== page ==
Their combination also makes for a more water-resistant wood finish too. Nevertheless, it’s still not going to be as waterproof as a synthetic exterior wood sealer.

And How Do You Make A Hard Wax Oil Finish?

Hard wax oils are made by blending natural wax (Beeswax or Carnauba wax) with natural oils (Linseed or Tung oil).

In fact, you can make your own Hard Wax oil recipe. And a mixture of 1/3rd wax plus 2/3rd oil, makes for a fantastic hard wax oil finish.

If this sounds good to you, then here’s an extra tip; blend beeswax with Tung oil (not Linseed oil) for a smooth finish. But, make sure that the Tung oil you use is made from pure 100% Tung oil.

What Is Tung Oil? Is It Natural?

Yes it is. Tung oil is extracted from the seeds of the Tung tree. And in its pure Tung oil wood finish form, it does not contain any chemical additives.

But, a lot of the Tung oil products sold at stores are not actually pure Tung oil. Some of them don’t even contain any Tung oil at all.

Instead, these so-called Tung oil finishes are made up of Tung oil mixed with solvents, and other chemicals.

And there’s no industry standard to these ‘Tung oil’ finishes either. So, one Tung oil finish can be very different from another.

Which is why you should always make sure you use pure Tung oil, such as Liberon’s Premium Pure Tung Oil.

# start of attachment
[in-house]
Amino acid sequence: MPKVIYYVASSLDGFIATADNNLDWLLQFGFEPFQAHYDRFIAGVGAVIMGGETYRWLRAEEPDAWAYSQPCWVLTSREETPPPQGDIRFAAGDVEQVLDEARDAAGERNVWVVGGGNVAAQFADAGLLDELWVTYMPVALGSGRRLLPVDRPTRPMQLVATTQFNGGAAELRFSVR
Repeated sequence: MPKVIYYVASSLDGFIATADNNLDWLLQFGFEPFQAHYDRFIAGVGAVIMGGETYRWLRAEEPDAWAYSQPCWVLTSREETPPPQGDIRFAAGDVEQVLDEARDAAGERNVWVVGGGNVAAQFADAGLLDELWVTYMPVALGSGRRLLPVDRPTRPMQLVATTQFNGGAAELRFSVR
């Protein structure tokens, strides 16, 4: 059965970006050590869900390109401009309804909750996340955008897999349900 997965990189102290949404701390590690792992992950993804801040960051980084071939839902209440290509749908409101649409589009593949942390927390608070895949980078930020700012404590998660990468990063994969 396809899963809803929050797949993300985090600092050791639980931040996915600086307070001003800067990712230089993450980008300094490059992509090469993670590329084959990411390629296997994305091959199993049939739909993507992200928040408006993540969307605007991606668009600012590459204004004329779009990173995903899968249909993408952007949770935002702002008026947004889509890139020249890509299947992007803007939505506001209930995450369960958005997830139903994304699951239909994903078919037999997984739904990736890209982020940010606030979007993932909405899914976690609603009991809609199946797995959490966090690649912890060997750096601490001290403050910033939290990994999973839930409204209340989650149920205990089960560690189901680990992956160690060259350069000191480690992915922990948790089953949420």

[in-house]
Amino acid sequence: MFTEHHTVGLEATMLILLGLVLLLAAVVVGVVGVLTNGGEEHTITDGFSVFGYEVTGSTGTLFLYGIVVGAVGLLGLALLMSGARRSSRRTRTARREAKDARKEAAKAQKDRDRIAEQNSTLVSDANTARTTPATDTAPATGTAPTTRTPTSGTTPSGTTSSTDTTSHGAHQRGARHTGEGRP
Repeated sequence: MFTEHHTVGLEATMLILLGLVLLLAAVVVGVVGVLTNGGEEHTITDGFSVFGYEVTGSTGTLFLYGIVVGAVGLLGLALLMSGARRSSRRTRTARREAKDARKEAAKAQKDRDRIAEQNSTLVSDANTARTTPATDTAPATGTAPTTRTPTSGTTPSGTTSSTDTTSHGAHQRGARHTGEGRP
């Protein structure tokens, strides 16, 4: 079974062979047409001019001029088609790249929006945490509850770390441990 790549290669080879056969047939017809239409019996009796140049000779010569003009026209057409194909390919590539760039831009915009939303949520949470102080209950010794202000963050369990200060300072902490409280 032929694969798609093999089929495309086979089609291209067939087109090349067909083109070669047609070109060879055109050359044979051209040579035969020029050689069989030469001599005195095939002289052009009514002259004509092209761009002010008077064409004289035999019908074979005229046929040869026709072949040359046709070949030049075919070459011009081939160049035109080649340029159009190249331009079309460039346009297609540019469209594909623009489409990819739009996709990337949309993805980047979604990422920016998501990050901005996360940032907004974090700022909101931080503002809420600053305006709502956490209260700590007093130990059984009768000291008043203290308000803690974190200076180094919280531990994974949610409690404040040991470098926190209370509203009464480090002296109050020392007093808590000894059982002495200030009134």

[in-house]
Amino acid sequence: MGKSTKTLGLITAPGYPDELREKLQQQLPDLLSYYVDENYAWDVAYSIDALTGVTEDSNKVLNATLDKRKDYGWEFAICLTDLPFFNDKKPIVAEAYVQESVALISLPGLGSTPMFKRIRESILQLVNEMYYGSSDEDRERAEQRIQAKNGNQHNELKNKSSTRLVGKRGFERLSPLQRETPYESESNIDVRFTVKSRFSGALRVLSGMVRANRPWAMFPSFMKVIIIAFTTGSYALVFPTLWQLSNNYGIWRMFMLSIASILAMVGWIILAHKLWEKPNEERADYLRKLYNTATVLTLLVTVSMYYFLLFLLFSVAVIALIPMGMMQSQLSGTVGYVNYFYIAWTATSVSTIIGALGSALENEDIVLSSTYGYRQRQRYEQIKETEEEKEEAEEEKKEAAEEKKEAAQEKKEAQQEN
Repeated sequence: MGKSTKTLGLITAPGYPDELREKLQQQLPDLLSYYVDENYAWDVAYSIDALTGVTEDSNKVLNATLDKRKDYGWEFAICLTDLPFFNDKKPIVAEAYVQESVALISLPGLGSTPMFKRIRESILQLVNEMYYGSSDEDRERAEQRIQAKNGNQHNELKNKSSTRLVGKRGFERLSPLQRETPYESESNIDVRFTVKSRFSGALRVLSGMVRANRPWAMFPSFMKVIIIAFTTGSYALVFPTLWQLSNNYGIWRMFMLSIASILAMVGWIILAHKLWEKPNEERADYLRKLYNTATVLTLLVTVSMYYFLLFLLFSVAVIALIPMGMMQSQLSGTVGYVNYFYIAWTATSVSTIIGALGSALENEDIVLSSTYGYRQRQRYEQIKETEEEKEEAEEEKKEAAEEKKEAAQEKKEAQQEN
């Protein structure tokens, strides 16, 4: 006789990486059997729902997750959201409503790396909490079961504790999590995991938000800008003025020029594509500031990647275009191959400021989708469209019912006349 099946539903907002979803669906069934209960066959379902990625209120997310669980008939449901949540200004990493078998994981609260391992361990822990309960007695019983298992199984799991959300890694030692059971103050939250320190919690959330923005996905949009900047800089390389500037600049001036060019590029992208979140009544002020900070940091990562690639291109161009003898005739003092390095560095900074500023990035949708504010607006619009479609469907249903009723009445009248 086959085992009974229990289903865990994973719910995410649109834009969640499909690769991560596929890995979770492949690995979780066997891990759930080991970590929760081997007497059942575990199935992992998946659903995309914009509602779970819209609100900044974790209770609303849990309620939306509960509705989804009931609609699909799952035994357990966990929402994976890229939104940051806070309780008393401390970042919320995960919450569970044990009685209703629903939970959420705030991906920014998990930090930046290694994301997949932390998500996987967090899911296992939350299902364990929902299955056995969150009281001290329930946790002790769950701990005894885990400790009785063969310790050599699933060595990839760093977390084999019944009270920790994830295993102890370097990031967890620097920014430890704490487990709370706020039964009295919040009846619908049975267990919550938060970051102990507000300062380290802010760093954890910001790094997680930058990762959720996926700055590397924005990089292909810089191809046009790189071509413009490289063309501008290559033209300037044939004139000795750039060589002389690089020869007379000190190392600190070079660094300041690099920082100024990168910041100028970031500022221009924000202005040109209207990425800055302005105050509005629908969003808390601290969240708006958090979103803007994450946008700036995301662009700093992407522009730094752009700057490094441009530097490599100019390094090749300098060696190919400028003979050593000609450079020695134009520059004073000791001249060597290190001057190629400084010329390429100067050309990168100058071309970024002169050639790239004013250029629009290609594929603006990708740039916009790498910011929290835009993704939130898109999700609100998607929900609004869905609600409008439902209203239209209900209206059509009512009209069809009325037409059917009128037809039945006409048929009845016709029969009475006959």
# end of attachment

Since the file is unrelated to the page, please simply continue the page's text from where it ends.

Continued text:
Liberon’s 100% pure Tung oil will blend fantastically with wood wax. And you can find out more about Liberon’s Tung oil over on their website here.

So You Can Mix Tung Oil With Beeswax?

Absolutely! Hard Wax Oils made from Tung oil and beeswax make for a kind of thick paste. Think of smooth peanut butter, and you have the right idea about the consistency of this recipe.

But, it is not sticky to the touch. Instead the oil will make that wax much softer, soft enough to rub down into the surface of raw timber.

To Wrap Up, Here Are The 3 Key Takeaways From This Post…

  • 1). Exterior wood should ideally be coated with an exterior wood sealer or finish.
  • 2). Most natural wood finishes are best suited for interior wooden surfaces.
  • 3). A Hard Wax oil finish – blending beeswax and pure natural Tung oil — can give outdoor wooden beehives some additional protection.